For The Tribune-Democrat
Halloween is again lurking around the corner, and Mother Nature is decorating her foliage with fall colors of orange, red and gold.
Shops have been selling Halloween decorations for a few months now, and kids anxiously prepare their costumes for their fun-filled night of trick-or-treating to pick up their treasure of candy from the neighbors.
Mom was always in the spirit of Halloween when my two brothers and I were kids, and I still enjoy the holiday.
My friend Blair Murphy, who I’ve known since I moved back to town a few years back, also revels in the Halloween season. An active member of the Windber community, he helped to get the Graham Avenue tribute for legendary rock and roll disc jockey Alan Freed, originally from Windber. Blair also produced an outdoor production of Shakespeare’s “A Midsummer Night’s Dream” back in 2009. He is now shooting a zombie film in and around the Windber area.
Blair’s enthusiasm and youthful energy belie his 40-something age. He is equal parts Andy Warhol, P.T. Barnum, Ed Wood and William Castle.
Originally from New Jersey, he lived part of his adult life in Los Angeles. Murphy had the distinction of working in various capacities for three
20th-century pop icons: Dick Clark, Stan Lee and Prince.
His idols include figures like Orson Welles and Edgar Allen Poe, though his most seminal influence was his father, who owned a funeral home, obviously spurring Blair’s longtime fascination with the macabre.
His dad also made home movies, adding to his interest in cinema.
Blair’s home is the Grand Midway Hotel, a 100-year-old edifice that harkens back to Windber of another time. The three-story structure has had a colorful history, but perhaps none as unique as its current incarnation.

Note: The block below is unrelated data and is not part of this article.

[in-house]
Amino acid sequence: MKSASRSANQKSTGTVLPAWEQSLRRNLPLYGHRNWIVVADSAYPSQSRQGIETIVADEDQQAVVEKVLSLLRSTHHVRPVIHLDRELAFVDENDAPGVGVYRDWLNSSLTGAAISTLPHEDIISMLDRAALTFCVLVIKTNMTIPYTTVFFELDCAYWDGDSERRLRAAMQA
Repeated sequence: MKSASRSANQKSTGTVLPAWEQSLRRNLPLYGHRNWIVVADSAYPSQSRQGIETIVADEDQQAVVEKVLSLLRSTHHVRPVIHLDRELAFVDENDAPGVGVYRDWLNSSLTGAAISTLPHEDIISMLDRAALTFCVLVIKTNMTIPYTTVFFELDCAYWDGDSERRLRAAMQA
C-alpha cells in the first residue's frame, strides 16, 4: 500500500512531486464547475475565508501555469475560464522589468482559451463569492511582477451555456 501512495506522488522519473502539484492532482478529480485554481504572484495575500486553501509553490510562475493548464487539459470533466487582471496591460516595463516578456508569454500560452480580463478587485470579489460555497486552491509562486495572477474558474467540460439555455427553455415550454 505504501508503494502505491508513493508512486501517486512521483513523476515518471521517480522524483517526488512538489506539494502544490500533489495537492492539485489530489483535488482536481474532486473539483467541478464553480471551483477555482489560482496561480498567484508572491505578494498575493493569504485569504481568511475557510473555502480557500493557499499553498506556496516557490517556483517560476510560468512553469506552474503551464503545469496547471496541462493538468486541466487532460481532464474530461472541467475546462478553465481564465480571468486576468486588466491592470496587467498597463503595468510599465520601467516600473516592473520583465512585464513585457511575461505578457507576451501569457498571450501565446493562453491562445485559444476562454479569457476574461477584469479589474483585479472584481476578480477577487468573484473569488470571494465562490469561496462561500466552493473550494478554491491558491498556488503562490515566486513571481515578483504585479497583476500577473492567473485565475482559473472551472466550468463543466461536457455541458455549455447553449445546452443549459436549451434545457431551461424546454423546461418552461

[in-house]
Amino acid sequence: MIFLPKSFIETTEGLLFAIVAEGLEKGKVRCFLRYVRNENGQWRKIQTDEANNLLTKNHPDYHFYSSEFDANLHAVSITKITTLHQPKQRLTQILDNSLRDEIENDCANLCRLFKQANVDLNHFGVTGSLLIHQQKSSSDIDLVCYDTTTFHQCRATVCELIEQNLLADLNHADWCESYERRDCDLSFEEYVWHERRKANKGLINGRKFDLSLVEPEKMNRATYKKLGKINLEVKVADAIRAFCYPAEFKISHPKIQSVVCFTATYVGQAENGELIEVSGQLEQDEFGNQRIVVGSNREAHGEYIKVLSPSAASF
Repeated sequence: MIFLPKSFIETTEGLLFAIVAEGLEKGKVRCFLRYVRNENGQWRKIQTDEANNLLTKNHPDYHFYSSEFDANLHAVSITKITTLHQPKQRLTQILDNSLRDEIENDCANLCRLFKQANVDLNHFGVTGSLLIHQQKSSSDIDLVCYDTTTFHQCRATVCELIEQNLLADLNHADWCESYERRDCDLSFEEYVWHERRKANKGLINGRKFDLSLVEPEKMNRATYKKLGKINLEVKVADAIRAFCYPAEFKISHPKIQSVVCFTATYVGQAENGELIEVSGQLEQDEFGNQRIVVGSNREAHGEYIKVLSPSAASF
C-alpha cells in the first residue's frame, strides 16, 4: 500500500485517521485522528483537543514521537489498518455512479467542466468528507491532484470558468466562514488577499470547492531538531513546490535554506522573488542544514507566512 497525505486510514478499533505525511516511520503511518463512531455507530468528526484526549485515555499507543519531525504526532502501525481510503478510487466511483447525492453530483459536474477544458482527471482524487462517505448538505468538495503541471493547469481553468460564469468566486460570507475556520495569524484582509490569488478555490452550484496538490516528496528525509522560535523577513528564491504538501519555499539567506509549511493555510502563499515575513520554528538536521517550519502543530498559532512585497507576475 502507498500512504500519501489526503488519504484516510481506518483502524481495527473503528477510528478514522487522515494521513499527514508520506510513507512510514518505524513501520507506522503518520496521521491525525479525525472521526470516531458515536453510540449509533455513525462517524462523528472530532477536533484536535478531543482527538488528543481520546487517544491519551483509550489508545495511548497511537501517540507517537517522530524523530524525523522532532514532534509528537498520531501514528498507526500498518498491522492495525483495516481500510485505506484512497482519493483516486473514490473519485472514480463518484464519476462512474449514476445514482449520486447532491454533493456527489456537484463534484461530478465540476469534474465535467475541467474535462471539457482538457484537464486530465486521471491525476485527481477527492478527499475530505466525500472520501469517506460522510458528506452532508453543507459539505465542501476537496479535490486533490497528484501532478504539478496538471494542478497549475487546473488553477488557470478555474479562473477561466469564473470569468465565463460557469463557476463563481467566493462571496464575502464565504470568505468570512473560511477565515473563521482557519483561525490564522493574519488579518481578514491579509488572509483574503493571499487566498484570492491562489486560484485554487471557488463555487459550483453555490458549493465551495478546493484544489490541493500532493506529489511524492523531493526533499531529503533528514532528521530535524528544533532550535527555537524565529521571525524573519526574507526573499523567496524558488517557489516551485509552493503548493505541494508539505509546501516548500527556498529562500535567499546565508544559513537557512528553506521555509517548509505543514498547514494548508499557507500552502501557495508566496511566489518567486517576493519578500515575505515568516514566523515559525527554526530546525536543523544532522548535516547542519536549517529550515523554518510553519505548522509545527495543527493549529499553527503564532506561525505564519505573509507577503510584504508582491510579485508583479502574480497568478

Murphy has almost singlehandedly renovated the hotel to an eerie and mysterious dwelling. It is filled with statues, wild animal taxidermy, and even a secret bookcase passageway, not to mention the various ghosts and goblins that are said to haunt the site.
Blair’s mantra includes the concept of “enchantment,” and part of his philosophy is: “Teach what you would learn.”
His community of artists who have gathered at the Grand Midway during the past 10 years include musicians, writers, filmmakers, poets; even an exorcist, a chef and a magician. They come from Johnstown and nearby Pittsburgh, and as far away as New Orleans. And all have an appreciation for the ghoulish.
Murphy hosts annual events, such as the Kerouac Festival, and recently started Dracula Con to tap into the renewed interest in vampires.
Both events bring in guests from around the country, including Butch Patrick (TV’s Eddie Munster).
With his fascination with the macabre, you could say that Blair Murphy celebrates Halloween every day of the year. He embraces the various aspects of the dark and mysterious, as well as his love of enchantment, along with his girlfriend, Deanna, and his multitude of friends who share an appreciation of things that go bump in the night.
The sound of mysterious footsteps and the cold air sweeping into rooms add to the ambiance that he fosters.
The hospitality that the host of the Grand Midway extends to his guests is quite reassuring to those who enter his hotel with any trepidation.
Happy Halloween, everyone.
Bill Eggert is a Johnstown native. You can read his blog at http://thebillvilleblog
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